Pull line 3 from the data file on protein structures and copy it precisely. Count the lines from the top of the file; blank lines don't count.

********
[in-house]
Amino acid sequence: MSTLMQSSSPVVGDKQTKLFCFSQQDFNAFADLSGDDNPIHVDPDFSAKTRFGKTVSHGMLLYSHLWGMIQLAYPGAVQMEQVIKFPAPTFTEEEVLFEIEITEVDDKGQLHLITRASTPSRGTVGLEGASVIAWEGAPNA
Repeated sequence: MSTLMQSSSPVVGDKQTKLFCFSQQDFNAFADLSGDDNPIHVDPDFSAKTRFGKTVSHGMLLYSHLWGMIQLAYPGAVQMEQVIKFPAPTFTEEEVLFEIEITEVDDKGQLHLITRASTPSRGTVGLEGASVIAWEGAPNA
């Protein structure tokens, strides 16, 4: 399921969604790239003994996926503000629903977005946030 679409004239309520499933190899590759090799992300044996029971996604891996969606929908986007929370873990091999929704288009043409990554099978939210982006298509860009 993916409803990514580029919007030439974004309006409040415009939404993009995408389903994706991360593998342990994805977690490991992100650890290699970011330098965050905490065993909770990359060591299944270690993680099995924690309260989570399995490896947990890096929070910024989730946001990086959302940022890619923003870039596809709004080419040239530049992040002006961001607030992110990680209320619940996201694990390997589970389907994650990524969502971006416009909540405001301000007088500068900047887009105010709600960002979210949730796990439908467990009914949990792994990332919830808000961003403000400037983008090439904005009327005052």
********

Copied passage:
Repeated sequence: MSTLMQSSSPVVGDKQTKLFCFSQQDFNAFADLSGDDNPIHVDPDFSAKTRFGKTVSHGMLLYSHLWGMIQLAYPGAVQMEQVIKFPAPTFTEEEVLFEIEITEVDDKGQLHLITRASTPSRGTVGLEGASVIAWEGAPNA